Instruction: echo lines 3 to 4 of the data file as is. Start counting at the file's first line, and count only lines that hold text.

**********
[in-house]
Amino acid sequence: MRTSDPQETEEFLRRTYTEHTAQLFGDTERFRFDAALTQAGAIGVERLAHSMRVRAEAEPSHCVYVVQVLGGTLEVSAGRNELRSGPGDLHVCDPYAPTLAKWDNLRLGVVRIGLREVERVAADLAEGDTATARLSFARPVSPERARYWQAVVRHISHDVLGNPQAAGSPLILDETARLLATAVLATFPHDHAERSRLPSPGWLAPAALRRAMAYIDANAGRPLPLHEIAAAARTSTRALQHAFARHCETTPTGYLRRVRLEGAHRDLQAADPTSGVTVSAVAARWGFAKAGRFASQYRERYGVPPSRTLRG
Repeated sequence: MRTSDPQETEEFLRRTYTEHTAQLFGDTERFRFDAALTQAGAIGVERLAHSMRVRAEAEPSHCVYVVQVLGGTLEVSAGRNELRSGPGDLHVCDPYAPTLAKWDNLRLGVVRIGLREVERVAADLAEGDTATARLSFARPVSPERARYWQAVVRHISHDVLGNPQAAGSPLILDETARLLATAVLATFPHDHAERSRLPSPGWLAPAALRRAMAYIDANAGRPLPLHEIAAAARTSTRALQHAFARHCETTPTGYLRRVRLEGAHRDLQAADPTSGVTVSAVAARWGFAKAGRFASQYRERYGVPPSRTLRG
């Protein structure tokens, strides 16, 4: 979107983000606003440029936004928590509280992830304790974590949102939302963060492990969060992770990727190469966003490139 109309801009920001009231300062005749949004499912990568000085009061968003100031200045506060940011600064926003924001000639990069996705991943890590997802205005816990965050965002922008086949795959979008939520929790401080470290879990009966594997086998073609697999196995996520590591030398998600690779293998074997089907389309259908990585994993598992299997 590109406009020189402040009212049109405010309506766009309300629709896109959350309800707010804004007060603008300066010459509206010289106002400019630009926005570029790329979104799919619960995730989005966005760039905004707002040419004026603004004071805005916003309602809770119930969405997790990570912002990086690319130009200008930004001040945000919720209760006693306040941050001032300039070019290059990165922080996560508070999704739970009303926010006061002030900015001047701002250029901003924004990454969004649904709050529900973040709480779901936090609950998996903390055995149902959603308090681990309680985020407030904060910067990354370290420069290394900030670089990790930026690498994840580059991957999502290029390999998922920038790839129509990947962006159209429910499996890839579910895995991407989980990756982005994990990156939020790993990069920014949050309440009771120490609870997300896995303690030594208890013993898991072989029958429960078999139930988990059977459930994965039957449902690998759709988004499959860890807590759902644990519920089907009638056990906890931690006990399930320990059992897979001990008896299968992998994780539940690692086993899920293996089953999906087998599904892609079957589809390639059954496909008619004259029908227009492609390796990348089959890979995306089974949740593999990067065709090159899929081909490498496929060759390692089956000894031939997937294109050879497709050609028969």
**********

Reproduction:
Repeated sequence: MRTSDPQETEEFLRRTYTEHTAQLFGDTERFRFDAALTQAGAIGVERLAHSMRVRAEAEPSHCVYVVQVLGGTLEVSAGRNELRSGPGDLHVCDPYAPTLAKWDNLRLGVVRIGLREVERVAADLAEGDTATARLSFARPVSPERARYWQAVVRHISHDVLGNPQAAGSPLILDETARLLATAVLATFPHDHAERSRLPSPGWLAPAALRRAMAYIDANAGRPLPLHEIAAAARTSTRALQHAFARHCETTPTGYLRRVRLEGAHRDLQAADPTSGVTVSAVAARWGFAKAGRFASQYRERYGVPPSRTLRG
């Protein structure tokens, strides 16, 4: 979107983000606003440029936004928590509280992830304790974590949102939302963060492990969060992770990727190469966003490139 109309801009920001009231300062005749949004499912990568000085009061968003100031200045506060940011600064926003924001000639990069996705991943890590997802205005816990965050965002922008086949795959979008939520929790401080470290879990009966594997086998073609697999196995996520590591030398998600690779293998074997089907389309259908990585994993598992299997 590109406009020189402040009212049109405010309506766009309300629709896109959350309800707010804004007060603008300066010459509206010289106002400019630009926005570029790329979104799919619960995730989005966005760039905004707002040419004026603004004071805005916003309602809770119930969405997790990570912002990086690319130009200008930004001040945000919720209760006693306040941050001032300039070019290059990165922080996560508070999704739970009303926010006061002030900015001047701002250029901003924004990454969004649904709050529900973040709480779901936090609950998996903390055995149902959603308090681990309680985020407030904060910067990354370290420069290394900030670089990790930026690498994840580059991957999502290029390999998922920038790839129509990947962006159209429910499996890839579910895995991407989980990756982005994990990156939020790993990069920014949050309440009771120490609870997300896995303690030594208890013993898991072989029958429960078999139930988990059977459930994965039957449902690998759709988004499959860890807590759902644990519920089907009638056990906890931690006990399930320990059992897979001990008896299968992998994780539940690692086993899920293996089953999906087998599904892609079957589809390639059954496909008619004259029908227009492609390796990348089959890979995306089974949740593999990067065709090159899929081909490498496929060759390692089956000894031939997937294109050879497709050609028969």